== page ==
Friday, May 29, 2009

The dangers of unbiblical "breathing exercises", mantra's, "centering"


-by Eddie Hyatt.

In a recent church gathering a well-known evangelical pastor led his congregation in a "breathing" exercise in which they were exhorted to take "nice, big, deep breaths." He went on to explain that such breathing exercises, along with meditation, reflection, and silence, have been central to the Christian tradition for thousands of years.

He then sought to buttress his argument by pointing out that, "In Yoga, one of the central tenets of Yoga is your breath needs to remain the same regardless of pose. And the Yoga Masters say this is how it is when you follow Jesus and surrender to God."

[i] Pastor Rob Bell is typical of many today who are looking to the medieval mystics (and to Eastern forms of mysticism) in their search for spiritual reality. But while many of the medieval mystics can be admired for their passion and devotion, they cannot be followed in many of their doctrines and experiences.

Being loyal to the medieval church and sharing in its lax (and sometimes hostile) attitude toward Scripture, they often exhibit a glaring lack of discernment and common sense. So while some of their experiences are, no doubt, genuine, many are obviously psychic and some are probably demonic. Basically these practices take you to Altered State of Consciousness.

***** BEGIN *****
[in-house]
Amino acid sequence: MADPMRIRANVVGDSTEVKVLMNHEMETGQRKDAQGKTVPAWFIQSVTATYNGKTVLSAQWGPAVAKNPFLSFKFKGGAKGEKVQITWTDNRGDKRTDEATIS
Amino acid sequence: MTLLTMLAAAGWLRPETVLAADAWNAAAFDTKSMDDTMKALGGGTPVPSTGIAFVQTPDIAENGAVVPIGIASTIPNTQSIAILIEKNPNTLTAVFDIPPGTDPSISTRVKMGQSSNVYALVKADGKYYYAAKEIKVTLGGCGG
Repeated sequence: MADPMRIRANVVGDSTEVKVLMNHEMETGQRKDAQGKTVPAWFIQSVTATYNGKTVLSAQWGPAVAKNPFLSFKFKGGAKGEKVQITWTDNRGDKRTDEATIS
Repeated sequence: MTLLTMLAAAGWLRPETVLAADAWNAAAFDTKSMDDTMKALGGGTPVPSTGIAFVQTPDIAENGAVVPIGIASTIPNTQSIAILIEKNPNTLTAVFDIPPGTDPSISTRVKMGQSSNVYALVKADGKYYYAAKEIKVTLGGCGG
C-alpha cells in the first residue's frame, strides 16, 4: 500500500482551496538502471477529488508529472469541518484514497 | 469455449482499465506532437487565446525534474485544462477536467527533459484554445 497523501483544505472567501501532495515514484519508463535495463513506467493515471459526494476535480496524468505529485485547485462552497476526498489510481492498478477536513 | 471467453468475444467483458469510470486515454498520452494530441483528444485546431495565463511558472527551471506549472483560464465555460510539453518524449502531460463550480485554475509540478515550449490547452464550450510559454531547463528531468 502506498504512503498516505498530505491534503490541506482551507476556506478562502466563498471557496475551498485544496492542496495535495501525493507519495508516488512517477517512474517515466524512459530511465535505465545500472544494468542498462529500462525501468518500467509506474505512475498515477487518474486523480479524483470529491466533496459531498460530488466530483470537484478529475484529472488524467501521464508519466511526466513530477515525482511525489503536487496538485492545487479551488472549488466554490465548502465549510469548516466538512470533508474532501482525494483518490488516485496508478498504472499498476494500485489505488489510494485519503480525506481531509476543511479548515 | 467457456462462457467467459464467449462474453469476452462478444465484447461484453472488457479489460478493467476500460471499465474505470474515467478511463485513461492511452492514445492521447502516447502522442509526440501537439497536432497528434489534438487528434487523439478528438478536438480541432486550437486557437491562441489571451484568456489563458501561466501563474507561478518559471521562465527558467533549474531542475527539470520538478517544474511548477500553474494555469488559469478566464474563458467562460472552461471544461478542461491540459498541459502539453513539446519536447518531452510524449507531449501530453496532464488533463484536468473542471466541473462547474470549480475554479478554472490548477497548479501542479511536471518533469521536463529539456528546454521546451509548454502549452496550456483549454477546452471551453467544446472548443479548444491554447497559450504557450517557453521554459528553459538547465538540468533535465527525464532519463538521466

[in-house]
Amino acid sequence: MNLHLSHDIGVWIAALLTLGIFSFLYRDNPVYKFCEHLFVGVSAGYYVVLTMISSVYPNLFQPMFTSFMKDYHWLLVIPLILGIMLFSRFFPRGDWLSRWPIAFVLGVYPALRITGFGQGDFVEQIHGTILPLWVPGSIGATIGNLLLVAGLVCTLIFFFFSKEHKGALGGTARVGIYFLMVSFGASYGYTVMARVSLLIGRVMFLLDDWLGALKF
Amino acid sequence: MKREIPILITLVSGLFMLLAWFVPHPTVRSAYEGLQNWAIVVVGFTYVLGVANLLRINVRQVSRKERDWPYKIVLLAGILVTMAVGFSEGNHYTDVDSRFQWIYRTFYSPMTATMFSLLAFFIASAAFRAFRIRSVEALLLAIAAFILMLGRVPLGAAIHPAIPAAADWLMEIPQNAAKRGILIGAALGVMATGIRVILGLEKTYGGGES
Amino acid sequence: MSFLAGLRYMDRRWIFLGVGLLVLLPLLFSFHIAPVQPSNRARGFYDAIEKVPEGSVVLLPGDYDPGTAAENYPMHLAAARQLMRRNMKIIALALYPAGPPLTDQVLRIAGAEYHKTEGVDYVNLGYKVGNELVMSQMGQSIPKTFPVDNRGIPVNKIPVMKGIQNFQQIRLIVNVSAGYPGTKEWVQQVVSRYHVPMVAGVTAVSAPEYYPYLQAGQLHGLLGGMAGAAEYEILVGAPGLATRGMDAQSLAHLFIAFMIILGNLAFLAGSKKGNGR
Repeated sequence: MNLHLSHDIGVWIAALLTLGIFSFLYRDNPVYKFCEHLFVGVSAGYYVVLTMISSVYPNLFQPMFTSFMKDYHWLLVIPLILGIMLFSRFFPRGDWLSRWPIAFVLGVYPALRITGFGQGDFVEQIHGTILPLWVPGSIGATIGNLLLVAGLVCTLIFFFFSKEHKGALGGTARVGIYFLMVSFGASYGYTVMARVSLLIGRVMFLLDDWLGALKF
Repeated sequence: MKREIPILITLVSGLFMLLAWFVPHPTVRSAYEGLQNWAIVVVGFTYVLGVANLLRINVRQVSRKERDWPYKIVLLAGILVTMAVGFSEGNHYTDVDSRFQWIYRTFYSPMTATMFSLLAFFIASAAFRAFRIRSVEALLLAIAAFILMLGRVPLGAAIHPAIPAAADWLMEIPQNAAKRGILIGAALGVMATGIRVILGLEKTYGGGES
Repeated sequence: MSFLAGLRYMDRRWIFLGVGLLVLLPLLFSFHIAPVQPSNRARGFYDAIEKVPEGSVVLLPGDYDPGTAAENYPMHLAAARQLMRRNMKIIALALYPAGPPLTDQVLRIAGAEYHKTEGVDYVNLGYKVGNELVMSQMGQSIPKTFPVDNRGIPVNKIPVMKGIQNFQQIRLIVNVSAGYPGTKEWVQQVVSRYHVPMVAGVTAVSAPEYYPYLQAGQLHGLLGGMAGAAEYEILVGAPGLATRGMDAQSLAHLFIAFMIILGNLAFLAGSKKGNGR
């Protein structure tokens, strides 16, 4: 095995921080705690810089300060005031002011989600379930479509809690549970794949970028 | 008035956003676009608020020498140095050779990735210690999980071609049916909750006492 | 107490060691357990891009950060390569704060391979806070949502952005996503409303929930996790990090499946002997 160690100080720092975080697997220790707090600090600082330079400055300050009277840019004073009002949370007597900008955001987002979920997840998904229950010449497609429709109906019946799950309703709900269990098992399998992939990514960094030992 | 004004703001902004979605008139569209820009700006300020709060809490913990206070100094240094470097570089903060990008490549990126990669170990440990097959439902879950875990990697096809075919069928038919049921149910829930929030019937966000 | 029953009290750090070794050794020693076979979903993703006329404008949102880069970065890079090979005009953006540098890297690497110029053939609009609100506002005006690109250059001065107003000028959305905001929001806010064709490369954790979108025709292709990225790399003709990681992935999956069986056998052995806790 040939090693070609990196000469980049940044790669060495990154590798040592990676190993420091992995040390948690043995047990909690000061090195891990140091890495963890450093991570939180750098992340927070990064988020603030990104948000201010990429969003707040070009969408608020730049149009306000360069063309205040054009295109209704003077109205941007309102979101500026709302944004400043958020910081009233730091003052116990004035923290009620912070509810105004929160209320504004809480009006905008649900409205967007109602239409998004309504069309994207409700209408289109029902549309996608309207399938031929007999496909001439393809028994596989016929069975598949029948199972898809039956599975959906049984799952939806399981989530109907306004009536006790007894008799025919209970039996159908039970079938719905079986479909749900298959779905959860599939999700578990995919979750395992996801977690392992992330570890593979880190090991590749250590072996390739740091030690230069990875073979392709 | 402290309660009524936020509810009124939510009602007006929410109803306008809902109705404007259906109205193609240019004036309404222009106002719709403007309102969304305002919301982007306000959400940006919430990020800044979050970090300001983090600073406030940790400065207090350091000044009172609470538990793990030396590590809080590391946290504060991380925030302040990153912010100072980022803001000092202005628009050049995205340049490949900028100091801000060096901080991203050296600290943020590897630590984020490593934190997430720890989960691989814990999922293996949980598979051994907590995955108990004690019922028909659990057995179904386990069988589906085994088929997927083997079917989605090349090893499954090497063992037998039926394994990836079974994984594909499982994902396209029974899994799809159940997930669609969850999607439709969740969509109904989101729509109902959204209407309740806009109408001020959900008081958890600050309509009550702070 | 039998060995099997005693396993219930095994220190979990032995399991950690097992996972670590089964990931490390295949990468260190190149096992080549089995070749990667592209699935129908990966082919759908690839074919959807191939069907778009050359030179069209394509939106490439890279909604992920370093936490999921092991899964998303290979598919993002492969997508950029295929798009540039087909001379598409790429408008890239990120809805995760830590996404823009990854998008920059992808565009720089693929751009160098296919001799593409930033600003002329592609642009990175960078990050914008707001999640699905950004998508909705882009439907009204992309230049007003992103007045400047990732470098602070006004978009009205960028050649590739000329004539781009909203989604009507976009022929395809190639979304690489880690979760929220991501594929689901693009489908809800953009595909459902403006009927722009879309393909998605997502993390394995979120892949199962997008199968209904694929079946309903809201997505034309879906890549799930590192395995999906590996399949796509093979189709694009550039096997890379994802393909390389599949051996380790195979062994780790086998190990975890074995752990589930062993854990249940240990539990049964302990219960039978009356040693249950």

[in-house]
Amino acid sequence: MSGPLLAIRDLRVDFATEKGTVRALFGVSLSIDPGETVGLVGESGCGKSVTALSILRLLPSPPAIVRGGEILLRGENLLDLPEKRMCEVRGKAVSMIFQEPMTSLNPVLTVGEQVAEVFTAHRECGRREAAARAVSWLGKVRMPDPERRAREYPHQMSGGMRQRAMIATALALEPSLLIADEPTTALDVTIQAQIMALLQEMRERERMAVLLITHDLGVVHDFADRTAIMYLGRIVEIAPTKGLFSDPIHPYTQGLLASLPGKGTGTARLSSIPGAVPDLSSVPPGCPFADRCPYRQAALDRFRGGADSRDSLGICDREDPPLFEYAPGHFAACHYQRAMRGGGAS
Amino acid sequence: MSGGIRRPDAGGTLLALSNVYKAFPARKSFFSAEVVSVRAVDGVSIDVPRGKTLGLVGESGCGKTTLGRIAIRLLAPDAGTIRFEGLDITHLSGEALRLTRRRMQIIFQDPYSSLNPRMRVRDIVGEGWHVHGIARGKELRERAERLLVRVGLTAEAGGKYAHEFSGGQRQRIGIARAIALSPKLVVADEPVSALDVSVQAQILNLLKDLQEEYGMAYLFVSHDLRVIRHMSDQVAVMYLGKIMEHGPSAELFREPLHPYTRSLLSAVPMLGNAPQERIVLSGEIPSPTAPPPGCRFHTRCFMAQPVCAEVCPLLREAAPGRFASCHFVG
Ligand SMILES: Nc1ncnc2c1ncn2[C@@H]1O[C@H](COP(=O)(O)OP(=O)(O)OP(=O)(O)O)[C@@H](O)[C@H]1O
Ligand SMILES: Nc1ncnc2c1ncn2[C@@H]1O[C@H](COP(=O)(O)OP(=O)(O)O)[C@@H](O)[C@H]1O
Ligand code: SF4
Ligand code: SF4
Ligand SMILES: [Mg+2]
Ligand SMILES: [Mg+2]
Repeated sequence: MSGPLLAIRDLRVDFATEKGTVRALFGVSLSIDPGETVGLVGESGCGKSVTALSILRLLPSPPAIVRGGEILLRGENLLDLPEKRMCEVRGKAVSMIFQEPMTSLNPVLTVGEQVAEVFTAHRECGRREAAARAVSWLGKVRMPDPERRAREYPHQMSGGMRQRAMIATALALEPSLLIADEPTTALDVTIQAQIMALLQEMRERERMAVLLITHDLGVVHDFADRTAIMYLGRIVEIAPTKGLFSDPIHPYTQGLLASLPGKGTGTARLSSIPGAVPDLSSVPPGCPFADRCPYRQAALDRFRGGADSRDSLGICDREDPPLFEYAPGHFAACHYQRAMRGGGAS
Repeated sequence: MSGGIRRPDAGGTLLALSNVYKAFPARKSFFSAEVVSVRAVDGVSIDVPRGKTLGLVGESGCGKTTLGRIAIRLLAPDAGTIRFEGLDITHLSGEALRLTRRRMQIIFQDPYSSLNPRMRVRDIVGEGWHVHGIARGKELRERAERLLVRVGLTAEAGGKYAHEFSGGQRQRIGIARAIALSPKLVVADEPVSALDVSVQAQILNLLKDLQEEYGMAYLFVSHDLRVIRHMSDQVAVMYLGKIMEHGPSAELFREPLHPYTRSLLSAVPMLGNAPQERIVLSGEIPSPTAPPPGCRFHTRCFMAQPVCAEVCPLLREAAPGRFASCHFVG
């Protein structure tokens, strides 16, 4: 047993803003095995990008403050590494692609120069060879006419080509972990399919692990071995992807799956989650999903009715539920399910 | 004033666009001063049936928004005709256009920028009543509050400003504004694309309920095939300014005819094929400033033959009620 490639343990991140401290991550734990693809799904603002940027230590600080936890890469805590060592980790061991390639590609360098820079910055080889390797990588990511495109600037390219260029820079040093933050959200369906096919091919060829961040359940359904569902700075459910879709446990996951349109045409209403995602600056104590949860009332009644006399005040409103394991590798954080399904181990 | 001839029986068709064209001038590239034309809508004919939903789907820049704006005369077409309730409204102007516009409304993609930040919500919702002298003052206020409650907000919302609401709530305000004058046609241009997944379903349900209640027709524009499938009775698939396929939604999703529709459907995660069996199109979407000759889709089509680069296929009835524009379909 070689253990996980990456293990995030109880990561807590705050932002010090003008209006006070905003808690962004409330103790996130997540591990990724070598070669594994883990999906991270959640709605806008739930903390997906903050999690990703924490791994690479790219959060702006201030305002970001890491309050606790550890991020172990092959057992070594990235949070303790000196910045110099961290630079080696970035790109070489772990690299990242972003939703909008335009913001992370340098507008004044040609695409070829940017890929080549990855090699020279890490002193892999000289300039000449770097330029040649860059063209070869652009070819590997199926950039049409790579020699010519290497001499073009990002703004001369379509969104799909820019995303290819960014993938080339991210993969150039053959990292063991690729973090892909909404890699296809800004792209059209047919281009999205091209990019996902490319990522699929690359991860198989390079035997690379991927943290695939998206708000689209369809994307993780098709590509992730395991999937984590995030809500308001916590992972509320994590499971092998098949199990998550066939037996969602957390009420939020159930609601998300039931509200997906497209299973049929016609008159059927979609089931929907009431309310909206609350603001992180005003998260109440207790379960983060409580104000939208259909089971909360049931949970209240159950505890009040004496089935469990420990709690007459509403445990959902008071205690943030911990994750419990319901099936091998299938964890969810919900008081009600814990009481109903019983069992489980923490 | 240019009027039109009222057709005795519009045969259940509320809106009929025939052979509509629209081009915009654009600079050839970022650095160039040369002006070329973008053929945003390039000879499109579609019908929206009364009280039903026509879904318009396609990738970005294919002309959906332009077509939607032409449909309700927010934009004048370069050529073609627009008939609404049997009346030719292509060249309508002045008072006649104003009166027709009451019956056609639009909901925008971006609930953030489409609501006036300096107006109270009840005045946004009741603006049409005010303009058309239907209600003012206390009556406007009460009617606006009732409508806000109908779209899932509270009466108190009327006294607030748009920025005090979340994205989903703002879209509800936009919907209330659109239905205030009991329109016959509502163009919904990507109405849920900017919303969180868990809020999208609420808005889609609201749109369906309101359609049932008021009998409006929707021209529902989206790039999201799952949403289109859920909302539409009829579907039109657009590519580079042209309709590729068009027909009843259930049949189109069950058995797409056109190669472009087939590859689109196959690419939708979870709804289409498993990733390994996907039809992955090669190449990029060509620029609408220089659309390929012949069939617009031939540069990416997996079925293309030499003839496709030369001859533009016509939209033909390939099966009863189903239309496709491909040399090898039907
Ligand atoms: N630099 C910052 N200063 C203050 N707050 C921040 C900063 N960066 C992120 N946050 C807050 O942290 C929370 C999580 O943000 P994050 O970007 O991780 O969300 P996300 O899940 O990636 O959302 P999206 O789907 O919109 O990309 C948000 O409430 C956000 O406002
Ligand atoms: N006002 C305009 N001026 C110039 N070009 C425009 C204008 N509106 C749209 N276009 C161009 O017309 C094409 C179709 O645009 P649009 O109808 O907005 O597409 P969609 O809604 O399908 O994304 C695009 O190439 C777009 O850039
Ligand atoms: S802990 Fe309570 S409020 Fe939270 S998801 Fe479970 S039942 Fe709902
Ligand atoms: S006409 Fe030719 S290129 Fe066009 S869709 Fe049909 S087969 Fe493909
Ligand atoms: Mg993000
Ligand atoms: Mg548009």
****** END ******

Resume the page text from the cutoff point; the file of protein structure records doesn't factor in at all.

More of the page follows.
Commenting on medieval mysticism and its neglect of Scripture, Dr. Hans Kung, the most widely read Catholic theologian in the world today, says, These new revelations not only overshadowed the Bible and the Gospel, but also Him whom the Gospel proclaims and to whom the Bible bears witness.

It is striking how rarely Christ appeared in all these "revelations," "apparitions," and "wonders." Catholics who followed in the wake of every new "revelation," which often turned out to be fantasy or deceit, and indulged their desire for sensation by looking for the latest reports of miracles-and yet who had never once in their whole lives read the Scriptures from cover to cover.

[ii] The Origins of Mysticism Medieval mysticism arose in reaction to the lifeless, outward forms of the medieval church. During the same period evangelical revival groups also emerged for similar reasons. But whereas the revival groups, such as the Waldenses and Albigneses, gave their loyalties to the Scriptures, and looked there for models of faith and spirituality, the mystics tended to give their allegiance to the pope and the institutional church.[iii] This meant that the mystics were more susceptible to non-Biblical approaches to spirituality and this resulted in their adoption of many beliefs and practices that were rooted in pagan, mystical thought, particularly Neoplatonism.



[ii] Hans Kung, The Church (Garden City, NY: Image Books, 1976), 257-58.

[iii] See my book, 2000 Years of Charismatic Christianity (Lake

Mary, FL: Charisma House, 2002) for a more thorough discussion

of this issue.



Andrew Strom,

32 Coleridge Cres,


Swansea, SA2 7DJ,